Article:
Waste in the textile industry: the EU Commission’s strategy on Extended Producer Responsibility

With Directive (EU) 2018/851 of the Parliament and of the Council of 30 May 2018 amending Directive 2008/98/EC on waste (Waste Framework Directive - WFD) the EU commission set a series of requirements to improve the re-use and recycling of waste in the European Union.

The EU Commission believes that “in order to avoid waste treatment which locks in resources at the lower levels of the waste hierarchy, increase preparing for re-use and recycling rates, enable high-quality recycling and boost the uptake of quality secondary raw materials, Member States should (…) introduce separate collection of bio-waste, hazardous waste produced by households and textile waste (…)” (see Paragraph 42 of the Preamble of Directive (EU) 2018/851).

The amended WFD already contains an invite to the Member States to adopt rules on EPR with specific regard to textiles. Article 12 of the WFD, in fact, provides an obligation for the Member States to introduce separate collection by 1 January 2025.

Article 8 of the WFD sets forth that Member States should ensure that any professional that develops, manufactures, processes, treats, sells or imports products has an extended producer responsibility. EPR may consist of “an acceptance of returned products and of the waste that remains after those products have been used (…) the subsequent management of the waste and financial responsibility for such activities” as well as “the obligation to provide publicly available information as to the extent to which the product is re-usable and recyclable”.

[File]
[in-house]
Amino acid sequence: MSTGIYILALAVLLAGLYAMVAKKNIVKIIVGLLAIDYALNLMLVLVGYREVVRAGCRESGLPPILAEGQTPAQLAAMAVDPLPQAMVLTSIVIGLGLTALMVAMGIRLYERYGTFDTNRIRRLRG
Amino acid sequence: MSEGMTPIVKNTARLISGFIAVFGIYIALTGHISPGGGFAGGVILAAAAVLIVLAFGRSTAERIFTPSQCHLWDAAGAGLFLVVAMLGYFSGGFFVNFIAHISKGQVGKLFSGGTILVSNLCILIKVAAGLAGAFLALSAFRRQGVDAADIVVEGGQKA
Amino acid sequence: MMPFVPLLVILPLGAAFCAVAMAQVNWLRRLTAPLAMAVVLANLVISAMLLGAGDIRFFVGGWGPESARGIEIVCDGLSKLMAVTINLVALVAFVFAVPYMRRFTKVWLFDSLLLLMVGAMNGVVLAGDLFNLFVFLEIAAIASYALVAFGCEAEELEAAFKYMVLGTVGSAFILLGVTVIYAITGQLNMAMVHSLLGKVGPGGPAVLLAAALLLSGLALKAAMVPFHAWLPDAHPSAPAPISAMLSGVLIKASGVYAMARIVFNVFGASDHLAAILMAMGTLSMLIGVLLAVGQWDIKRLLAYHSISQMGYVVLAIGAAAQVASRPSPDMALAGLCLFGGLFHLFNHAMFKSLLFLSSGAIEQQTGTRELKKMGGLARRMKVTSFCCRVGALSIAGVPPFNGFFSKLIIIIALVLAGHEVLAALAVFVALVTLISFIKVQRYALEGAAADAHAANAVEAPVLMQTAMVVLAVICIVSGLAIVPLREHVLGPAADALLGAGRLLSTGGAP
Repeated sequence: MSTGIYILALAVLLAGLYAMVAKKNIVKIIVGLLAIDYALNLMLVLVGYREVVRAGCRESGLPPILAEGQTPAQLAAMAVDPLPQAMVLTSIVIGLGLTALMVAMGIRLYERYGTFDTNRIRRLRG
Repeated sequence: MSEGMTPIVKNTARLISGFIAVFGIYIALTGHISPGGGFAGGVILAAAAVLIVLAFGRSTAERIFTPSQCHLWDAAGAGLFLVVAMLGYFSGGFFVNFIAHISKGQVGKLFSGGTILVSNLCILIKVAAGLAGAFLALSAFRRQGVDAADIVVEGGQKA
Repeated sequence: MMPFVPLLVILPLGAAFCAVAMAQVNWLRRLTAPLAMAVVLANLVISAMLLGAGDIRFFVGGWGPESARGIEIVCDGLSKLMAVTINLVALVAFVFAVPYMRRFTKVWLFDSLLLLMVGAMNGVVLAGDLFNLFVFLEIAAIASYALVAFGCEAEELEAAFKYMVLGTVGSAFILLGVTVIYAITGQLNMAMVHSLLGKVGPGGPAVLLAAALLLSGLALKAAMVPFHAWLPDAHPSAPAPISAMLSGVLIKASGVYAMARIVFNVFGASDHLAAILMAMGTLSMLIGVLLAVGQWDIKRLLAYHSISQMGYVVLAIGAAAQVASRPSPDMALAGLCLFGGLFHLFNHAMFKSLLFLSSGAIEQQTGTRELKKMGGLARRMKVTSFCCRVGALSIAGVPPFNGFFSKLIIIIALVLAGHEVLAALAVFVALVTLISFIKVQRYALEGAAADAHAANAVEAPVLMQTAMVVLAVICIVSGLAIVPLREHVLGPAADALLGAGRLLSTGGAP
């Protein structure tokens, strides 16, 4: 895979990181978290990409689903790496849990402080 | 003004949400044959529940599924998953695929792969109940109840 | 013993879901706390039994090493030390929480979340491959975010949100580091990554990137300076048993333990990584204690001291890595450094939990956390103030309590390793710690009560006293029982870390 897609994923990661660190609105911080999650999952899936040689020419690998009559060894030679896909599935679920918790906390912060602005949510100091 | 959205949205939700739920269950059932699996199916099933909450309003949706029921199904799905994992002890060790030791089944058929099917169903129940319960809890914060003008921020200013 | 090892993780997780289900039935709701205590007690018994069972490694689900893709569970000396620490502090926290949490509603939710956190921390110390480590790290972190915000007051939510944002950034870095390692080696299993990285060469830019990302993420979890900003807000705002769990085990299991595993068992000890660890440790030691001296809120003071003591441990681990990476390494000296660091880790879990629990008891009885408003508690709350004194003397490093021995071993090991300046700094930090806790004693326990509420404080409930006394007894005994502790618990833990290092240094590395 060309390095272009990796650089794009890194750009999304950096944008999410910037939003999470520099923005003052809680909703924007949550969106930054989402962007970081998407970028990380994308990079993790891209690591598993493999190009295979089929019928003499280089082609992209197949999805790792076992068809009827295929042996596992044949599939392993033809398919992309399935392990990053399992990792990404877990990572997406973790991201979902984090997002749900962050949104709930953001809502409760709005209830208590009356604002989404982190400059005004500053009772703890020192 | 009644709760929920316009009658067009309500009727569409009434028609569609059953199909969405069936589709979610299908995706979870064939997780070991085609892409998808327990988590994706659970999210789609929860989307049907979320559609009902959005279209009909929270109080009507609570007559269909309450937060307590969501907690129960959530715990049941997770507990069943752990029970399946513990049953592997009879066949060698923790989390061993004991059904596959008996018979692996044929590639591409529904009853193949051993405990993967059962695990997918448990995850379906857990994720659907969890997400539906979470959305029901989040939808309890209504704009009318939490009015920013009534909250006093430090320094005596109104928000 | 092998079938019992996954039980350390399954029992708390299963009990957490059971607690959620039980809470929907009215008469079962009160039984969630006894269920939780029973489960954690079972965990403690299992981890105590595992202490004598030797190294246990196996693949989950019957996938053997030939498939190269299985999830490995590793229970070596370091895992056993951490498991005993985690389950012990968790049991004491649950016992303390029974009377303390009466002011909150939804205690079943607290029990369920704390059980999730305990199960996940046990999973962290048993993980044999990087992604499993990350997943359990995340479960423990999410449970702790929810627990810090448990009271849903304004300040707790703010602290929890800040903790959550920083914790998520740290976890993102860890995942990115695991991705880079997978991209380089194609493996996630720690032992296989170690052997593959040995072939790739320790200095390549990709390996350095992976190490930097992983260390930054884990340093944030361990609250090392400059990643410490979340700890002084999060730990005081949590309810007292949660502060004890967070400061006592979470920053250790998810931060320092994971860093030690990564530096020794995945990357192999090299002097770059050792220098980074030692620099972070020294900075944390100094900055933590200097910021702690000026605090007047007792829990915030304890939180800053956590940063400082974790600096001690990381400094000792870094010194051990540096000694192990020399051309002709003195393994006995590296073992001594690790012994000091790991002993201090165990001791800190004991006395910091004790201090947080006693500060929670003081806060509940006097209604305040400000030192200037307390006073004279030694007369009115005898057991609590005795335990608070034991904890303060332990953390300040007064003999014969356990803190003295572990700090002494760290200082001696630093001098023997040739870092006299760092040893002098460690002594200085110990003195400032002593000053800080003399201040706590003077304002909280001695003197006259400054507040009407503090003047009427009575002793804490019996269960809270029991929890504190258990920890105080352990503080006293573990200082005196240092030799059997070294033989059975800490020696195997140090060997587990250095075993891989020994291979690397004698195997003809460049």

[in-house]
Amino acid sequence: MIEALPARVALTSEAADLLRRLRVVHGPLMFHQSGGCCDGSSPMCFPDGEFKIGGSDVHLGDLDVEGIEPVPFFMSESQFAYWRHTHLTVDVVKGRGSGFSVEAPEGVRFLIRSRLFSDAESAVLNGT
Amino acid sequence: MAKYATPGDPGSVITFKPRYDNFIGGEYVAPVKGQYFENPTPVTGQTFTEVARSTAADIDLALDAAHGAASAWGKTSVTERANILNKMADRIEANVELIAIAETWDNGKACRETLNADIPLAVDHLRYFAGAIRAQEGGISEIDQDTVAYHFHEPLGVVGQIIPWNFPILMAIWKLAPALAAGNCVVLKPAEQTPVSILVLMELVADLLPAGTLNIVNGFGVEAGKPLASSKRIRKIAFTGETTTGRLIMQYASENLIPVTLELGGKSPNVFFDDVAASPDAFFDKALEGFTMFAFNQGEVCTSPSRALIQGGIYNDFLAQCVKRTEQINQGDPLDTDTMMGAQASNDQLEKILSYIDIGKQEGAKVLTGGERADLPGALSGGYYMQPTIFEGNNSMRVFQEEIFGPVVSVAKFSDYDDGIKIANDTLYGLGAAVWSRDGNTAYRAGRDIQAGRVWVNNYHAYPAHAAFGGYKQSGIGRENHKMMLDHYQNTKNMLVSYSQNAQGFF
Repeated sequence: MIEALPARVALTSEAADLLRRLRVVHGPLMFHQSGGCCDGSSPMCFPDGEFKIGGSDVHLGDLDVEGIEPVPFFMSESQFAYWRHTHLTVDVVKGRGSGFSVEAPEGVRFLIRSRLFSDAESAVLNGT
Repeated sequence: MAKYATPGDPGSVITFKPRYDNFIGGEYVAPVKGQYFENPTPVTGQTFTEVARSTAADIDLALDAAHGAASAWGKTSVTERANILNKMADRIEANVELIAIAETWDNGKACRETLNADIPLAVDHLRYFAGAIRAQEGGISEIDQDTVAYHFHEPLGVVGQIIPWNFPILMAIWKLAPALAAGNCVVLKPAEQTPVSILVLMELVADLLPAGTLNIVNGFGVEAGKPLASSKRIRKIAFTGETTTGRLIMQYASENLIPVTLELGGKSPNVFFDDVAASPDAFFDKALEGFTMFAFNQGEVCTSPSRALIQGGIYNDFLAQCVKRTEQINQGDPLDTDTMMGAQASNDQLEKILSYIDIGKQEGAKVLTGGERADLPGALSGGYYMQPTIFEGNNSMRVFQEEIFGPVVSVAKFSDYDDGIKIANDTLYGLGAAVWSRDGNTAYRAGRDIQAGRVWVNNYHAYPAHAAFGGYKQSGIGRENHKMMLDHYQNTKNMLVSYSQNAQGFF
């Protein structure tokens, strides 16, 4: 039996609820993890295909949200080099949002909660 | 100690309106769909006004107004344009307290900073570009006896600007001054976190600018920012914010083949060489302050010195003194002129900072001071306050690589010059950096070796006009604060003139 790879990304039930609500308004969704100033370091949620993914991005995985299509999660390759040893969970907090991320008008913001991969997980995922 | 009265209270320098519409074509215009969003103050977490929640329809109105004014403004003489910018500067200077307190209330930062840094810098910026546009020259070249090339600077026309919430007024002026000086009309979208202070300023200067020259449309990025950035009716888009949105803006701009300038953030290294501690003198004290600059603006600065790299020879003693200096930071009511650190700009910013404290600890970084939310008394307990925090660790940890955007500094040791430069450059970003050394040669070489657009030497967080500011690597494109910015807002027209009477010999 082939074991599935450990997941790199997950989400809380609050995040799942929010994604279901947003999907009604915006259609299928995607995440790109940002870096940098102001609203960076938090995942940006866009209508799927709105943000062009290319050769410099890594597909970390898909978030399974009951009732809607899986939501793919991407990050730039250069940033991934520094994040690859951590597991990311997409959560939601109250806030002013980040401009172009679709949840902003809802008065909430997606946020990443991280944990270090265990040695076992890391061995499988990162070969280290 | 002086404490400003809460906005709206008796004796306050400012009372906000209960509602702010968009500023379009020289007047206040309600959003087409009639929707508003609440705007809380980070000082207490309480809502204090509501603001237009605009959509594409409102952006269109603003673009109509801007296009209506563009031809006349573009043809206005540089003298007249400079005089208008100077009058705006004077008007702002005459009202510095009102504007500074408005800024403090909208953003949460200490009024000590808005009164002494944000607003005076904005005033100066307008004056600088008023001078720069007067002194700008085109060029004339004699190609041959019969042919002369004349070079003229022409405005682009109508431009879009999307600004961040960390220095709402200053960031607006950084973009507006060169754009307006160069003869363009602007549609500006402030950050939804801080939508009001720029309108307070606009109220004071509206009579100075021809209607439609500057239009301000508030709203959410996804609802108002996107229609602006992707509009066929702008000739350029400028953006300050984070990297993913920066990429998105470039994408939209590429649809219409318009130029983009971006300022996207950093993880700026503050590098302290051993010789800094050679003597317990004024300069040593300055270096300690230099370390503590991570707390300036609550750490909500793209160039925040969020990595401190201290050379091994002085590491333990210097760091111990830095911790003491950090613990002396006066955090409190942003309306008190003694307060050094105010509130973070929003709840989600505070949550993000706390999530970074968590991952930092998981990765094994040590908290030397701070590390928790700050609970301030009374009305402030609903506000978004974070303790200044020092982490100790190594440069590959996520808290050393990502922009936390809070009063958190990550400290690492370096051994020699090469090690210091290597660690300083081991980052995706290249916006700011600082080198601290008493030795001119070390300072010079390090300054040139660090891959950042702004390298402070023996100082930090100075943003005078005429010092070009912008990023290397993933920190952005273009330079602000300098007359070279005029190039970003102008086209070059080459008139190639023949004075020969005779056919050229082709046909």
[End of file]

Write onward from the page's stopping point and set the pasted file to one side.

In the current scenario, if a Member State decides to introduce EPR schemes, it should assure that its legislation meets all the general minimum requirements laid down in Article 8a of the WFD. The adoption of an EPR scheme is thus currently remitted to the discretion of the Member States.

Given the above obligations, several EU Member States already have or are considering the introduction of their own EPR requirements for textiles.

On 30 March 2022, in the context of the EU Strategy for Sustainable and Circular Textiles of the EU Green Deal, the EU Commission proposed harmonised EU extended producer responsibility rules for textiles as part of the forthcoming revision of the Waste Framework Directive in 2023 and invited EU institutions and bodies to endorse its strategy.